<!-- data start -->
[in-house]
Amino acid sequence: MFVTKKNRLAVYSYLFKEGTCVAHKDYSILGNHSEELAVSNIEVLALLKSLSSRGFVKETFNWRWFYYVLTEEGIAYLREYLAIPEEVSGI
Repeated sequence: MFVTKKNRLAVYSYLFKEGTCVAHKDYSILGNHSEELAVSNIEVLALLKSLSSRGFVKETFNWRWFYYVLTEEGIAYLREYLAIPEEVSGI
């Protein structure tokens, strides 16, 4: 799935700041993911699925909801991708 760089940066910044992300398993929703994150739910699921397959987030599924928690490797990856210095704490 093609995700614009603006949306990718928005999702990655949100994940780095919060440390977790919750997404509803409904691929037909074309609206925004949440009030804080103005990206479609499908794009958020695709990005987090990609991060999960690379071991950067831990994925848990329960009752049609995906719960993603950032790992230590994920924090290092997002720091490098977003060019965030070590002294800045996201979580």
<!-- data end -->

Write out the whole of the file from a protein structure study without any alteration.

[in-house]
Amino acid sequence: MFVTKKNRLAVYSYLFKEGTCVAHKDYSILGNHSEELAVSNIEVLALLKSLSSRGFVKETFNWRWFYYVLTEEGIAYLREYLAIPEEVSGI
Repeated sequence: MFVTKKNRLAVYSYLFKEGTCVAHKDYSILGNHSEELAVSNIEVLALLKSLSSRGFVKETFNWRWFYYVLTEEGIAYLREYLAIPEEVSGI
């Protein structure tokens, strides 16, 4: 799935700041993911699925909801991708 760089940066910044992300398993929703994150739910699921397959987030599924928690490797990856210095704490 093609995700614009603006949306990718928005999702990655949100994940780095919060440390977790919750997404509803409904691929037909074309609206925004949440009030804080103005990206479609499908794009958020695709990005987090990609991060999960690379071991950067831990994925848990329960009752049609995906719960993603950032790992230590994920924090290092997002720091490098977003060019965030070590002294800045996201979580």